Riley wants to expand broadband

Published 5:30 pm Tuesday, March 3, 2009

Kathy Johnson asked for a show of hands among Chilton County residents to find out how many relied upon a dialup Internet connection. She was surprised — but not shocked — at the results.

Johnson, the director of Gov. Bob Riley’s Alabama broadband initiative, Connecting Alabama, spoke yesterday at a public luncheon sponsored by the Chilton County Chamber of Commerce.

Johnson said the lack of opportunities in rural areas is causing people to move elsewhere to find high paying jobs. Broadband, or high-speed Internet, is one of those missing opportunities.

“That just breaks my heart,” she said.

The state has formed an advisory board that comprises several directors of major agencies and corporations, three members of the Alabama Legislature, and several universities to see that everyone in the state has the same access to broadband.

The group is spearheading a mapping project with Internet service providers to form GIS layered maps, Johnson said. The intention is to reveal gaps in broadband availability across the state. By year’s end they hope to make an interactive map available online.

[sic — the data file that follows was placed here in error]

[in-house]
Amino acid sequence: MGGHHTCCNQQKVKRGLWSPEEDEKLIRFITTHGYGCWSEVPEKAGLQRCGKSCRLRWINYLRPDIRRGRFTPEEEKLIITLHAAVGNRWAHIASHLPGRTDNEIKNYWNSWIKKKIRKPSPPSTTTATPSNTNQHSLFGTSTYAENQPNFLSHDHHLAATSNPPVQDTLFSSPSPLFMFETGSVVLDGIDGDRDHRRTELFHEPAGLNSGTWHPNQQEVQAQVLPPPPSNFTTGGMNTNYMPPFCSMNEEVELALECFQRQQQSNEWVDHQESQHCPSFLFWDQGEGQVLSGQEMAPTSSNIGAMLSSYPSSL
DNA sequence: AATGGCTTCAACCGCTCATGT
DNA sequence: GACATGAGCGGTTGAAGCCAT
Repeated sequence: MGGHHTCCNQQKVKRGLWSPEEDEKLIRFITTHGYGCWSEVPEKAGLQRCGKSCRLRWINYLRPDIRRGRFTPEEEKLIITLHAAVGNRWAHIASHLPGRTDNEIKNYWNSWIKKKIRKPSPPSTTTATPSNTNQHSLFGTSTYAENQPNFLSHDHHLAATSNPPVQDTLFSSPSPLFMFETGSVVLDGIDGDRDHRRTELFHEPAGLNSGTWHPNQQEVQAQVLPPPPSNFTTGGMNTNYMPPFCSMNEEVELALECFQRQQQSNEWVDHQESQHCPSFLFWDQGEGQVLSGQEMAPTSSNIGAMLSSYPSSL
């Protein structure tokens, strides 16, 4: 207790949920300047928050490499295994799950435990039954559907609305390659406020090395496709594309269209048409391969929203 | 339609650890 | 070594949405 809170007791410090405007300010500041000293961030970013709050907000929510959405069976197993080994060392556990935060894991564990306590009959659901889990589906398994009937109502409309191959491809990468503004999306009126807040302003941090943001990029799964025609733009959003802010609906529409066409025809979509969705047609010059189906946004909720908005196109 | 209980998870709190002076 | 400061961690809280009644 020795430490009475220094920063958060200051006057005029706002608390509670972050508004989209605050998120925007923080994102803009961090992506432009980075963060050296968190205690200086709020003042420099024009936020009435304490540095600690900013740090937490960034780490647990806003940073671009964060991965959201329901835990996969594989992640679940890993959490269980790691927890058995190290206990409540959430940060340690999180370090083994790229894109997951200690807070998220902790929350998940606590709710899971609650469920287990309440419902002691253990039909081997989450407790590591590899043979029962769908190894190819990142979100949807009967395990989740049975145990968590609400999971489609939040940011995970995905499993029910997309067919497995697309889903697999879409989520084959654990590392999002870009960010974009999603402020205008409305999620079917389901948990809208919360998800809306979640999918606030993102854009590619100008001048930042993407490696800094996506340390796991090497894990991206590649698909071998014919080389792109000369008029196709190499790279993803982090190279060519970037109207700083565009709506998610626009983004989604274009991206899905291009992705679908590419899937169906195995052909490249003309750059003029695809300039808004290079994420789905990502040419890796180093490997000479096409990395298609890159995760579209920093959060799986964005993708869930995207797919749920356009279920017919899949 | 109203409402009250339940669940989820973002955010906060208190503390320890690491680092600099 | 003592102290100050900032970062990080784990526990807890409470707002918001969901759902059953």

“People will be able to log on and see where the gaps are locally,” Johnson explained, calling for local involvement in the project. “State level teams will trickle down to regional teams and county teams.”

For those who do not understand the difference between dialup and broadband, she explains:

“It’s kind of like drinking a malt through a tiny straw. You can’t do it,” she said of dialup. “That is why people in rural Alabama are so frustrated. I will say they are no longer frustrated — they are downright mad.”

The Federal Communications Commission recently redefined “high-speed Internet,” which was previously defined as having a bandwidth of at least 200 kbps (kilobits) per second. Now, in order to be called high-speed, the bandwidth must be at least 768 kbps per second.

“Broadband is just as important to this century as rural electric was to the last century,” Johnson said, pointing out that Alabama ranks 43rd among the 50 U.S. states in PC ownership and 44th in Internet access.

“As long as we are 44th in a country that’s 15th in the world, we are going to continue to have problems drawing business internationally,” she said.

Everyone from farmers to small business owners to large industries to students benefit from the Internet, and having a high-speed connection makes all the difference.

The different types of broadband include DSL, which uses existing telephone infrastructure; cable modem, which uses the same coaxial lines as TV; fiber optic cable, made up of bundled glass fibers; and wireless, which is self explanatory.

“(Wireless) is a good technology. It’s probably going to be one of the best solutions for rural Alabama,” Johnson said.

The Connecting Alabama team, led by Gov. Bob Riley’s broadband office, is made up of Ohio-based Costquest Associates, a highly experienced broadband mapping firm. Costquest located the other team members, Washington state-based EFRSource, Mobile-based Strategy Public Relations, and Washington D.C.-based e-Copernicus.